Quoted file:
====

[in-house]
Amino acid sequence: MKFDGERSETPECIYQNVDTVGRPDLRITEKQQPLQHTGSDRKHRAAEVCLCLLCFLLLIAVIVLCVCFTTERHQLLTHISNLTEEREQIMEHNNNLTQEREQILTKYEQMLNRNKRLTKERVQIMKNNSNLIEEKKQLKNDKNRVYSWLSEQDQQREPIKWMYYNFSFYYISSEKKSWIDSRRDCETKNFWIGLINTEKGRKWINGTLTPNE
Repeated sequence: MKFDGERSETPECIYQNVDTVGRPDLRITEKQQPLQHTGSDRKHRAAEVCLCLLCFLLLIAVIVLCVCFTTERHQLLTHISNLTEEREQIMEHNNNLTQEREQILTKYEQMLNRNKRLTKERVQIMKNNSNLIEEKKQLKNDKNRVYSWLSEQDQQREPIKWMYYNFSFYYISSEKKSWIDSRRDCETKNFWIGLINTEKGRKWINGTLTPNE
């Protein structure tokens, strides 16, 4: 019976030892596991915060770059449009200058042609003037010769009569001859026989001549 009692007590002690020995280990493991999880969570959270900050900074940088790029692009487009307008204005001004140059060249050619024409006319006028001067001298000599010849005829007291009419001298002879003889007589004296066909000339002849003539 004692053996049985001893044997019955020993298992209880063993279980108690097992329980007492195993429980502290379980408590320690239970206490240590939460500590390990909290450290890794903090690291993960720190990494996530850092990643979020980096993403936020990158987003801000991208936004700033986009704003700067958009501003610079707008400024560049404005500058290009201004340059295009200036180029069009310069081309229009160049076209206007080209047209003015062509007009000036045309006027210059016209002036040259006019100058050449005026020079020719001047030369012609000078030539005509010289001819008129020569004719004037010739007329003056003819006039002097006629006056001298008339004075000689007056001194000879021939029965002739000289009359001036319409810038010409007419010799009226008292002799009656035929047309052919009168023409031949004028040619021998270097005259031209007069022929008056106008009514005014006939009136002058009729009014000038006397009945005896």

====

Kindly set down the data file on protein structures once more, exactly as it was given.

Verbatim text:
[in-house]
Amino acid sequence: MKFDGERSETPECIYQNVDTVGRPDLRITEKQQPLQHTGSDRKHRAAEVCLCLLCFLLLIAVIVLCVCFTTERHQLLTHISNLTEEREQIMEHNNNLTQEREQILTKYEQMLNRNKRLTKERVQIMKNNSNLIEEKKQLKNDKNRVYSWLSEQDQQREPIKWMYYNFSFYYISSEKKSWIDSRRDCETKNFWIGLINTEKGRKWINGTLTPNE
Repeated sequence: MKFDGERSETPECIYQNVDTVGRPDLRITEKQQPLQHTGSDRKHRAAEVCLCLLCFLLLIAVIVLCVCFTTERHQLLTHISNLTEEREQIMEHNNNLTQEREQILTKYEQMLNRNKRLTKERVQIMKNNSNLIEEKKQLKNDKNRVYSWLSEQDQQREPIKWMYYNFSFYYISSEKKSWIDSRRDCETKNFWIGLINTEKGRKWINGTLTPNE
């Protein structure tokens, strides 16, 4: 019976030892596991915060770059449009200058042609003037010769009569001859026989001549 009692007590002690020995280990493991999880969570959270900050900074940088790029692009487009307008204005001004140059060249050619024409006319006028001067001298000599010849005829007291009419001298002879003889007589004296066909000339002849003539 004692053996049985001893044997019955020993298992209880063993279980108690097992329980007492195993429980502290379980408590320690239970206490240590939460500590390990909290450290890794903090690291993960720190990494996530850092990643979020980096993403936020990158987003801000991208936004700033986009704003700067958009501003610079707008400024560049404005500058290009201004340059295009200036180029069009310069081309229009160049076209206007080209047209003015062509007009000036045309006027210059016209002036040259006019100058050449005026020079020719001047030369012609000078030539005509010289001819008129020569004719004037010739007329003056003819006039002097006629006056001298008339004075000689007056001194000879021939029965002739000289009359001036319409810038010409007419010799009226008292002799009656035929047309052919009168023409031949004028040619021998270097005259031209007069022929008056106008009514005014006939009136002058009729009014000038006397009945005896």